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Old November 1st, 2012, 05:25 PM   #1
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Shutter and exposure?

My video experience is limited. I'm used to having iris, and gain. I was taught that gain=grain, so don't use it, fix the lighting and iris instead.

Is exposure the same thing as gain?

What exactly does shutter do on a video camera?

This weekend I rented a vg-20 to film an interview, and an auto-x. What is the best setting for each of those things?

Thanks,
~Jay
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Old November 1st, 2012, 06:31 PM   #2
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Re: Shutter and exposure?

Exposure is the amount of light reaching the chip. Exposure for a shot can be accomplished three ways:

Iris adjustment: The higher the F setting on the iris, the less light that is let in. In process, the higher the FStop, the deeper the depth of field in focus becomes.

Shutter speed. The faster (shorter time) the shutter is open, the less light that gets to imaging chip. Also the faster (shorter time) the shutter is open, the less motion blur there is. I try to shoot based on frame rate using a shutter speed have the frame rate. (24fps= 1/48 or 1/50, etc.) These rates will preserve some motion blur so you video does not have the stacatto effect that must fast shutter speeds have.

Gain or ISO adjustment. This actually adds electronic enhancement to the image to make it appear brigher. The higher the gain or ISO setting, the more the grain, is the general rule. However, under exposing a scene at a lower ISO or gain will also result in grain, sometimes less desirable grain than in a setting with higher gain.
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Old November 1st, 2012, 07:39 PM   #3
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Re: Shutter and exposure?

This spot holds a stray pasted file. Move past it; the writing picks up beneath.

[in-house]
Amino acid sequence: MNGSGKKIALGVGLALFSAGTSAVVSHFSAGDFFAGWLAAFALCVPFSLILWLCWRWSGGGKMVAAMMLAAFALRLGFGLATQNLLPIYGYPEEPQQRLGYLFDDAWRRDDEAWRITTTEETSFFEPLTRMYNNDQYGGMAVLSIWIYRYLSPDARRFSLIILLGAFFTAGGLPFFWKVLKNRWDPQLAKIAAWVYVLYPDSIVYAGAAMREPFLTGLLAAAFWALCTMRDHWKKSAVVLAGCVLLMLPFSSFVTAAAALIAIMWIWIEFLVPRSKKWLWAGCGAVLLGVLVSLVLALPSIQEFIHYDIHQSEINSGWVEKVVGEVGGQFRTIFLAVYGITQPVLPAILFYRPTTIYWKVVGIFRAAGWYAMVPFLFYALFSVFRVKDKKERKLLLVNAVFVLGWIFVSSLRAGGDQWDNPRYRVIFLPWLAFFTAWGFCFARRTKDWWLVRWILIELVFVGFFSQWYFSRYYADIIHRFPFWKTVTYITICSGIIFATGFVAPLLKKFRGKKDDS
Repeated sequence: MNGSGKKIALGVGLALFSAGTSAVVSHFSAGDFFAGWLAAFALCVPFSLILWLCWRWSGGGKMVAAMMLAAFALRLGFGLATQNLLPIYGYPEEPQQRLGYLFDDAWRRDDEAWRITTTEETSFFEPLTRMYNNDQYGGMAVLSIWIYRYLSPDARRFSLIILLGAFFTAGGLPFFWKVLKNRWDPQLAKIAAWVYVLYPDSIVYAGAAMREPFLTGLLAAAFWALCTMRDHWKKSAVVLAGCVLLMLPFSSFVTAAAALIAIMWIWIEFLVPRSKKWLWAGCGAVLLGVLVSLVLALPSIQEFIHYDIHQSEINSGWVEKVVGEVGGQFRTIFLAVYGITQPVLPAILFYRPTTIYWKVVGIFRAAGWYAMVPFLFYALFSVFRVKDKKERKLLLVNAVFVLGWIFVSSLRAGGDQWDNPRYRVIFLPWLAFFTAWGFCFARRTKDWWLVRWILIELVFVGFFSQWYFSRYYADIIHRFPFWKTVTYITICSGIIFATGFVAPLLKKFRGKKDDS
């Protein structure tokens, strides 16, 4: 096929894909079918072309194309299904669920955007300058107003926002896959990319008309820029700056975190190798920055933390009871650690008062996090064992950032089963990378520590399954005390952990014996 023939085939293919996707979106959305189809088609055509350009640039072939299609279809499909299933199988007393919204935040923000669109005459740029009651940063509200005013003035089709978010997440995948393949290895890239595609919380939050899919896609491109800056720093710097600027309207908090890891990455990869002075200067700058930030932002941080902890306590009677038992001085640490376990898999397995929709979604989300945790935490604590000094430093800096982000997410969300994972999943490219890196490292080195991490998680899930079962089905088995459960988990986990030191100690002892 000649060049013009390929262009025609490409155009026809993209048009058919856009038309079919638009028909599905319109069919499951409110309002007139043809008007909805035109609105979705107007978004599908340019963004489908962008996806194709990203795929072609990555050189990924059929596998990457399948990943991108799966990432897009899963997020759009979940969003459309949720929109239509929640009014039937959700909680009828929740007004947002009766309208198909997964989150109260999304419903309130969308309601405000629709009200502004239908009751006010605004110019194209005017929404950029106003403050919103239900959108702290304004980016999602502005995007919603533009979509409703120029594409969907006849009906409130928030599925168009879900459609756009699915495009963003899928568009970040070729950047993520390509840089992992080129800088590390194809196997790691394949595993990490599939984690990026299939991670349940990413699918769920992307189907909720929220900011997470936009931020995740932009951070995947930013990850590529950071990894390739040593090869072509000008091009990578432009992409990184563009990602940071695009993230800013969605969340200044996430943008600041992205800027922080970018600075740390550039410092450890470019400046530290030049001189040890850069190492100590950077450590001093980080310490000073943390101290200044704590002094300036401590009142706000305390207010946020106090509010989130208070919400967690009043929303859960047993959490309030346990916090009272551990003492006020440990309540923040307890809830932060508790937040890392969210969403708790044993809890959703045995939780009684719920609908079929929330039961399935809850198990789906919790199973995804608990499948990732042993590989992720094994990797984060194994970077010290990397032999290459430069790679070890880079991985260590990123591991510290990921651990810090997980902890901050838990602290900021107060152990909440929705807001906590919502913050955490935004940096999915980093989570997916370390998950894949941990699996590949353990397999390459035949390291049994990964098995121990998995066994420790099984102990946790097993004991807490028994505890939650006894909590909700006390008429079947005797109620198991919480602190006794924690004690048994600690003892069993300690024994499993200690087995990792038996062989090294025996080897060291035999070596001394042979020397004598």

thanks, that's very helpful

So in the case of the VG-120, is the exposure know equal to gain, or is it something different?

If I decide to shoot 1080p 60p for fast moving stuff, what is the ideal shutter speed?

thanks,
~Jay
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Old November 1st, 2012, 10:37 PM   #4
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Re: Shutter and exposure?

If you plan on slowing the shot, you want to shoot cars at more than 1/180. I sometimes go as high as 1/1000. The worst you can do is go too low, as it will guarantee blurry slow-mo and just be okay. With cars higher is almost always better and try to keep it at ISO100. And yes, treat ISO like gain.

If you want to be more advanced, then you can go slower shutter speeds if your panning with the car. But any fast passing or locked shots should be much higher.

What Chris is talking about is more applicable to non-sports. With action sports faster shutter speed are almost always the better choice.
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Old November 6th, 2012, 07:01 PM   #5
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Re: Shutter and exposure?

Good tips Chris. I adjust shutter speed all the time to get more light to the sensor w/o raising the grain.

That said, Sony cameras - including the VG20 - are very good in the low light. You can jack the gain up quite a bit w/o adding an "offensive" amount of grain. It's one of the real strengths of Sony cameras.
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